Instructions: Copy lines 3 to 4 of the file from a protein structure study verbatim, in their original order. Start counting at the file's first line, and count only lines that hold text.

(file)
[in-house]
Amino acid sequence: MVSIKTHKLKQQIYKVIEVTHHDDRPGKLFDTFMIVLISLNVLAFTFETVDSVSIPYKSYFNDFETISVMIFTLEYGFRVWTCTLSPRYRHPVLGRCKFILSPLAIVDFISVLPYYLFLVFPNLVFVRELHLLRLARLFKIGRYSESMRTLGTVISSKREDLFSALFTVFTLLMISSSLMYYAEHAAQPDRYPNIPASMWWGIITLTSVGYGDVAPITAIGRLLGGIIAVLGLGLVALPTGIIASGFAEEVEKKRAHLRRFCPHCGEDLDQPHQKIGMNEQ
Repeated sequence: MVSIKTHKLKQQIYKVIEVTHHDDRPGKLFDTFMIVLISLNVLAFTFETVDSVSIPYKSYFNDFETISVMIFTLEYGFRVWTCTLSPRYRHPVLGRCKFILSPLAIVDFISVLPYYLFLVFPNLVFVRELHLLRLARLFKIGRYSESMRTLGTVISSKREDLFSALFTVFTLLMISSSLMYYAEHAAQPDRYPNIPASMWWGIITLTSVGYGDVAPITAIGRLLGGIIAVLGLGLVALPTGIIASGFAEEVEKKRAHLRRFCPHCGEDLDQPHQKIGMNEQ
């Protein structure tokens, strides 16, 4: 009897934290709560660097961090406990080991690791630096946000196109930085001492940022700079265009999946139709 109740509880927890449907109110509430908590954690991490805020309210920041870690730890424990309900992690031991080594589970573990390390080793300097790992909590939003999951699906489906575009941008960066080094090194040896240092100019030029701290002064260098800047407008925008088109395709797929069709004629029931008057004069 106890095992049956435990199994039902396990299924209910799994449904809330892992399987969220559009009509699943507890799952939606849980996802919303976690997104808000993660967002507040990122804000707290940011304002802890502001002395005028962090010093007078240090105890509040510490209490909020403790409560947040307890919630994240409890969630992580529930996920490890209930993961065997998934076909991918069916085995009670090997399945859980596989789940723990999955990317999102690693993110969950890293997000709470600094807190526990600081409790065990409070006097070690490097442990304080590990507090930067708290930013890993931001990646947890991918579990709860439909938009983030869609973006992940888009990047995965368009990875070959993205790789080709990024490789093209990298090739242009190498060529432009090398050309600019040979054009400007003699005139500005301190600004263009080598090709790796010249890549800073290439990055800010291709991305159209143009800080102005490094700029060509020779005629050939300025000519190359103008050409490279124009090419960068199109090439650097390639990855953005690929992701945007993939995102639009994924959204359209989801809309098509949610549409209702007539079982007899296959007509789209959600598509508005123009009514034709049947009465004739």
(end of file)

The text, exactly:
Repeated sequence: MVSIKTHKLKQQIYKVIEVTHHDDRPGKLFDTFMIVLISLNVLAFTFETVDSVSIPYKSYFNDFETISVMIFTLEYGFRVWTCTLSPRYRHPVLGRCKFILSPLAIVDFISVLPYYLFLVFPNLVFVRELHLLRLARLFKIGRYSESMRTLGTVISSKREDLFSALFTVFTLLMISSSLMYYAEHAAQPDRYPNIPASMWWGIITLTSVGYGDVAPITAIGRLLGGIIAVLGLGLVALPTGIIASGFAEEVEKKRAHLRRFCPHCGEDLDQPHQKIGMNEQ
């Protein structure tokens, strides 16, 4: 009897934290709560660097961090406990080991690791630096946000196109930085001492940022700079265009999946139709 109740509880927890449907109110509430908590954690991490805020309210920041870690730890424990309900992690031991080594589970573990390390080793300097790992909590939003999951699906489906575009941008960066080094090194040896240092100019030029701290002064260098800047407008925008088109395709797929069709004629029931008057004069 106890095992049956435990199994039902396990299924209910799994449904809330892992399987969220559009009509699943507890799952939606849980996802919303976690997104808000993660967002507040990122804000707290940011304002802890502001002395005028962090010093007078240090105890509040510490209490909020403790409560947040307890919630994240409890969630992580529930996920490890209930993961065997998934076909991918069916085995009670090997399945859980596989789940723990999955990317999102690693993110969950890293997000709470600094807190526990600081409790065990409070006097070690490097442990304080590990507090930067708290930013890993931001990646947890991918579990709860439909938009983030869609973006992940888009990047995965368009990875070959993205790789080709990024490789093209990298090739242009190498060529432009090398050309600019040979054009400007003699005139500005301190600004263009080598090709790796010249890549800073290439990055800010291709991305159209143009800080102005490094700029060509020779005629050939300025000519190359103008050409490279124009090419960068199109090439650097390639990855953005690929992701945007993939995102639009994924959204359209989801809309098509949610549409209702007539079982007899296959007509789209959600598509508005123009009514034709049947009465004739």